Mini excavators are popularly used for small excavation, construction and DIY projects.They are often seen in use in roadworks, for installing and repairing pipes or laying cables, for farming projects, grave digging or landscaping.
Just like their largest counterparts, mini excavators can be fitted with a range of attachments to allow them to perform different functions. Different types of bucket can be fitted for digging deep narrow trenches, for moving large volumes of soil or for shovelling snow or gravel.
Hammer or breaker attachments can be fitted to enable the digger to break up concrete, rock or asphalt; grapplers can be fitted for grabbing and shifting materials such as logs and augurs are useful for making precise holes for installing pipes or fence posts. These are to name but a few.
The evolution of the excavator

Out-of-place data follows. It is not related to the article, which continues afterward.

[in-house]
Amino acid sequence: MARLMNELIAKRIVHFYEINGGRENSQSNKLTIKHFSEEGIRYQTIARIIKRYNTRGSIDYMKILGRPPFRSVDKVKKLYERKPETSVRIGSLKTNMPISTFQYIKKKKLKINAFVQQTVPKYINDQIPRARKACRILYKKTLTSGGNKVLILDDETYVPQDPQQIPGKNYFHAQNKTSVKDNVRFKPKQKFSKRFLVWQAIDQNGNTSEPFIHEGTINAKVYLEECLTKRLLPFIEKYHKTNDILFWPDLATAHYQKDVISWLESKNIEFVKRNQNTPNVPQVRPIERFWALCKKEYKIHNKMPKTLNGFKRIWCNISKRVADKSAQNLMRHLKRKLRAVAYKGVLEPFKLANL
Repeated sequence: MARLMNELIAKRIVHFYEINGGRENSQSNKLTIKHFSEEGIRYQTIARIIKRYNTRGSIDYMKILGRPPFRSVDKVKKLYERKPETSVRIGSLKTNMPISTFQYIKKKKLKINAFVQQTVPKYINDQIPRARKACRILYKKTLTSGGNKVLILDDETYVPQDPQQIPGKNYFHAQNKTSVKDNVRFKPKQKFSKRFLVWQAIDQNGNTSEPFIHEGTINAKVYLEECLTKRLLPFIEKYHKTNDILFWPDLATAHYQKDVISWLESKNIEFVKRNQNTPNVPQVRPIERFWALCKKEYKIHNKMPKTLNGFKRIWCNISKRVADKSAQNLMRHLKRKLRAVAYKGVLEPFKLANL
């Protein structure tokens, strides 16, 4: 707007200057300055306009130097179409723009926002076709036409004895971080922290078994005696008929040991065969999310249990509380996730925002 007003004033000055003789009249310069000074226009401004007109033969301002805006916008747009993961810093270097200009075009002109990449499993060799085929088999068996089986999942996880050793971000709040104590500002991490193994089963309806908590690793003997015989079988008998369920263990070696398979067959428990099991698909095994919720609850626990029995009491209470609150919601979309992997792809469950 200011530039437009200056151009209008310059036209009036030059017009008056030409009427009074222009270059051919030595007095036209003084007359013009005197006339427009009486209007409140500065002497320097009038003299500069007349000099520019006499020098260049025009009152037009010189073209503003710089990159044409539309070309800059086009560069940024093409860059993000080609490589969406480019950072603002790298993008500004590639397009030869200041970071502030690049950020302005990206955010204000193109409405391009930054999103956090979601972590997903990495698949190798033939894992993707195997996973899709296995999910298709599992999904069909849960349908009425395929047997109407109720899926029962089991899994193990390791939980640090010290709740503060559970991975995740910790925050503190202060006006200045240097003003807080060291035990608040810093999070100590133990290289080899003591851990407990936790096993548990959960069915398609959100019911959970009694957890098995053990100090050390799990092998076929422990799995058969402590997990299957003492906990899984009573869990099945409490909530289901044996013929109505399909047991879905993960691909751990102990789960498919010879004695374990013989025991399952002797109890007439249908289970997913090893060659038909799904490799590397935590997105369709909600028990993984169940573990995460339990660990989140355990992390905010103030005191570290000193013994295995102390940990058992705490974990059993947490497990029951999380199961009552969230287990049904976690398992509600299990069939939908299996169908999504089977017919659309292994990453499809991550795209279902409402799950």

The most important advancements in excavator technology of our time are focused on both machine efficiency and energy efficiency.
Improvements to machine design have included the appearance of the zero tail-swing machine in the late nineties, the introduction of GPS technology and the addition of a diversity of safety features.
Perhaps the most remarkable change of our times is the focus on energy efficiency and low carbon emissions. Recent innovations include hybrid excavators, electric models, advanced particulate filtering systems for diesel engines and engines that run on biofuels. Undoubtedly many more innovations are yet to come.
Mini excavators have certainly found their place over the last six decades, establishing themselves as one of the most useful and accessible machines in modern day plant.
If you think that a mini digger might be the right machine for your next project and you’d like more information, get in touch with Central Plant Hire today.
We have a 33-year history in the industry, specialising in the self-drive hire of mini diggers, dumpers and plant equipment in the Sussex and Surrey area. Call us on 01293 851 320 or email us on emailing email@example.com.
Central Plant Hire can offer expert advice and the best machines for each job, so get in touch today!